As you master using your budget, keep your eyes on these critical goals of budgeting:

  1. Paying down debt
  2. Creating an emergency fund.

Putting less money in your emergency fund in order to make larger payments on debts is saving money. Once you’ve reduced your debt to a manageable level or paid it off, that money can go into your emergency fund. You can use these tips for building your emergency fund when money is tight. And remember, once you have that emergency fund in place, you can start saving for a dream vacation, a new car, a house or whatever it is you aspire to.

Budget Examples

Most people think of budgets as detailed lists of every purchase broken down into endless categories. The truth is budgeting is a lot like hiking. Some people like to follow a marked path and others prefer the less guided, off trail experience.

Part of mastering how to budget is understanding that not every budget works for every person. The traditional line-item budget and the 50/30/20 budget work well for the first-time and other budgeters. Let’s take a closer look at both.

Traditional Line Item Budget

A line item budget is the type of budget most people are familiar with. It’s a comprehensive budgeting plan that lets you track your income and set spending goals for every expense category. Here’s how to budget using this method:

  1. Figure your monthly income: yours, your spouses and any other income
  2. List all your expenses in budgeting categories, such as:
  • Housing: rent and home repairs
  • Insurance: home, auto and life
  • Taxes: federal, state and property
  • Transportation: gas and vehicle maintenance
  • Groceries/household: food and household items
  • Pet care: food and veterinary care
  • Personal care: toiletries and clothing
  • Health care: medical and dental insurance premiums, deductibles and copays
  • Loan/debt: mortgage, auto loan and credit card
  • Utilities: electricity, phone, cable/satellite, gas and Internet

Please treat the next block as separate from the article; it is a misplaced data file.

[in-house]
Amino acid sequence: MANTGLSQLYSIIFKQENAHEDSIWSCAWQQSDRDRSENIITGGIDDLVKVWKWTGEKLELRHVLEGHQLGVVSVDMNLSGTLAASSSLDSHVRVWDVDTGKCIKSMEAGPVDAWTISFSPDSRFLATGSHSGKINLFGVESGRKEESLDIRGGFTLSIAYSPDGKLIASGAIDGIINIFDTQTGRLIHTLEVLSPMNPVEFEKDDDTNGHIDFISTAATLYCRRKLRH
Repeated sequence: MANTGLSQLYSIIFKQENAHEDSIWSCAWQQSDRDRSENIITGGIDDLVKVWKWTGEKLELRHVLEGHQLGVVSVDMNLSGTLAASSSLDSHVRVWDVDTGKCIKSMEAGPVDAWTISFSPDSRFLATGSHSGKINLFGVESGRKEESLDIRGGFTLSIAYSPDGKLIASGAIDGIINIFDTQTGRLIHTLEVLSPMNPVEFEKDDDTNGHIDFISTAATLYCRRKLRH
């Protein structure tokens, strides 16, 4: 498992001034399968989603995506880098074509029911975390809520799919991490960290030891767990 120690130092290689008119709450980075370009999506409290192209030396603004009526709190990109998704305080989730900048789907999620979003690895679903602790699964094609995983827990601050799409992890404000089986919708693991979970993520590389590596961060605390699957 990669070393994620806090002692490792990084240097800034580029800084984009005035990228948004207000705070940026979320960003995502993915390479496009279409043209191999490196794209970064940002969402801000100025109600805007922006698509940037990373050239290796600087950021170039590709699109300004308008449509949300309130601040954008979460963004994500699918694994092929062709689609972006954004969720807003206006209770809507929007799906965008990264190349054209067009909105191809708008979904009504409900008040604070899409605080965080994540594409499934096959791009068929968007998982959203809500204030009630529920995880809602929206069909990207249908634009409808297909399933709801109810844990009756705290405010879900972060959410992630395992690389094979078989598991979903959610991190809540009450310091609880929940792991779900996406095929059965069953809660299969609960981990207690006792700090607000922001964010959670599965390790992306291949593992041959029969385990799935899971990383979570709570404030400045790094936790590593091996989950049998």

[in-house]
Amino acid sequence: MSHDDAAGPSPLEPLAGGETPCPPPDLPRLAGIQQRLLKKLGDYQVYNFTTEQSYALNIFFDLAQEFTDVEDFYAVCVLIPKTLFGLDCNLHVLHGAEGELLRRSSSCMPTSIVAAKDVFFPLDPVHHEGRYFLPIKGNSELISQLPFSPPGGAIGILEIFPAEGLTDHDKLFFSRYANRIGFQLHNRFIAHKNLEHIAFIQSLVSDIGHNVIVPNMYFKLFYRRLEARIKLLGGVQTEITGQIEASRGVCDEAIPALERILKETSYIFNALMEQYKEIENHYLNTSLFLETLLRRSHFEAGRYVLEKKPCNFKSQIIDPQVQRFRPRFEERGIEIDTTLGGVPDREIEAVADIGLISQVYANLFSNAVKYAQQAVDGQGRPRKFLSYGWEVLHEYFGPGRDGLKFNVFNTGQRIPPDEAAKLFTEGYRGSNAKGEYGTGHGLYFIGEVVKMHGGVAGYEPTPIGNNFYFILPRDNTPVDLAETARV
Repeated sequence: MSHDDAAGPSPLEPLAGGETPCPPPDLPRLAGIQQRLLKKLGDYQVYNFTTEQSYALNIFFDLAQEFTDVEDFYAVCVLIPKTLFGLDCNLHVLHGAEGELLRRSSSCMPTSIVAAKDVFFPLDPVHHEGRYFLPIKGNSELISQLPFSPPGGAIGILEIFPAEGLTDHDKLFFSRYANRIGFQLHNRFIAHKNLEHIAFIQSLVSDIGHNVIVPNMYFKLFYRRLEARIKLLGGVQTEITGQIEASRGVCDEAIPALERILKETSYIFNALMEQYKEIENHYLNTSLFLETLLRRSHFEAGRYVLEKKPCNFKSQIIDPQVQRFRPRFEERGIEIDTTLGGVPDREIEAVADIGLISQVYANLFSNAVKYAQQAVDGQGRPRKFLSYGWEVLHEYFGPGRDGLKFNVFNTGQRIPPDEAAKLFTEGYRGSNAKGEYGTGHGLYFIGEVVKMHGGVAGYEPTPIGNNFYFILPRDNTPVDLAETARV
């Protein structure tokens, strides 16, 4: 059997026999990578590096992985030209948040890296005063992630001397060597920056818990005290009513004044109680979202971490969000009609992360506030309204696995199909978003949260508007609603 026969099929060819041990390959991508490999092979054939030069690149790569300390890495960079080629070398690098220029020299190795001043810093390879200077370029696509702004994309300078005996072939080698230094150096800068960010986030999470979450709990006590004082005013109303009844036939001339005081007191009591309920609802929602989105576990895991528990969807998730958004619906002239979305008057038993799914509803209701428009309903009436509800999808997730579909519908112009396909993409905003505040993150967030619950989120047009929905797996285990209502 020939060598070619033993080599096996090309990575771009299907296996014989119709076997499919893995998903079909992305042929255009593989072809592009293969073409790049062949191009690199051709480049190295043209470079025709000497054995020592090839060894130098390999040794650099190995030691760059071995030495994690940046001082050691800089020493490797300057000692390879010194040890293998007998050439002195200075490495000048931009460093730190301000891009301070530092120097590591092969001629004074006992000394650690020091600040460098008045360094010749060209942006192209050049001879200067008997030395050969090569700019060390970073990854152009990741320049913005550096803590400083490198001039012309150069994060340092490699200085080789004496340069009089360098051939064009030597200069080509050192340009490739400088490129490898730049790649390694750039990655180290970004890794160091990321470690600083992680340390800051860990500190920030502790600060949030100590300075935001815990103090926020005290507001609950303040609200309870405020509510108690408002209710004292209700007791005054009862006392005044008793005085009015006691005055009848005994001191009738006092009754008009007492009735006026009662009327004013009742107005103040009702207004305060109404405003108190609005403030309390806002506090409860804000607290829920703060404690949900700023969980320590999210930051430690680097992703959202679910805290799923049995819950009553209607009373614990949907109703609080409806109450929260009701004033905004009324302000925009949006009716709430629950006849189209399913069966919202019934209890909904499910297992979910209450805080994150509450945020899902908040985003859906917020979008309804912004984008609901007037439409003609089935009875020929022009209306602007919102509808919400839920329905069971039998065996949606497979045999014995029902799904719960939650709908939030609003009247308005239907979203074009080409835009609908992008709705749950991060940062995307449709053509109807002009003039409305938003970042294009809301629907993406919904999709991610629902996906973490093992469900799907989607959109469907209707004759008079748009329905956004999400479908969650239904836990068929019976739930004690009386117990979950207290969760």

• Entertainment: dining out, movies, concerts and hobbies
  • Savings/emergency fund: savings account with enough money to cover six months of expenses or unexpected expenses. This is a savings account you can use for surprise, or unforeseen, expenses like the transmission going out in your car. Don’t skip an emergency fund as you master how to budget.
  1. Calculate total expenses
  2. Subtract your expenses from your income

One your line item budget is complete, you can use it to track your spending against your income moving forward and adjust spending as needed.

A traditional line-item budget is a good option for those who have a specific savings goal, like purchasing a new car, because it shows exactly where you can trim funds and where you can’t. For example, it’s okay to take money away from entertainment but not from loan payments, insurance or housing.

Make creating a line item budget easier with a free Google Doc monthly budget template or a budgeting app, such as Intuit Mint.

50/30/20 Budget

The 50/30/20 budget rule is a percentage budget that provides more freedom in spending. Learning how to budget this way is simple. You divide you after-tax income into three areas:

  • 50% of income goes into needs
  • 30% of income goes into wants
  • 20% of income goes into savings

Needs are things you must pay for like food, rent, mortgages, utilities and health care costs.

Wants are things you can do without like movies, concerts, the latest electronic devices and dining out.

Savings includes money deposited in an emergency fund and debt repayment in the form of extra payments toward principal. The principal is the actual amount you pay for an item—the original loan amount—and doesn’t include loan interest. Paying extra towards principal can help you pay off loans sooner.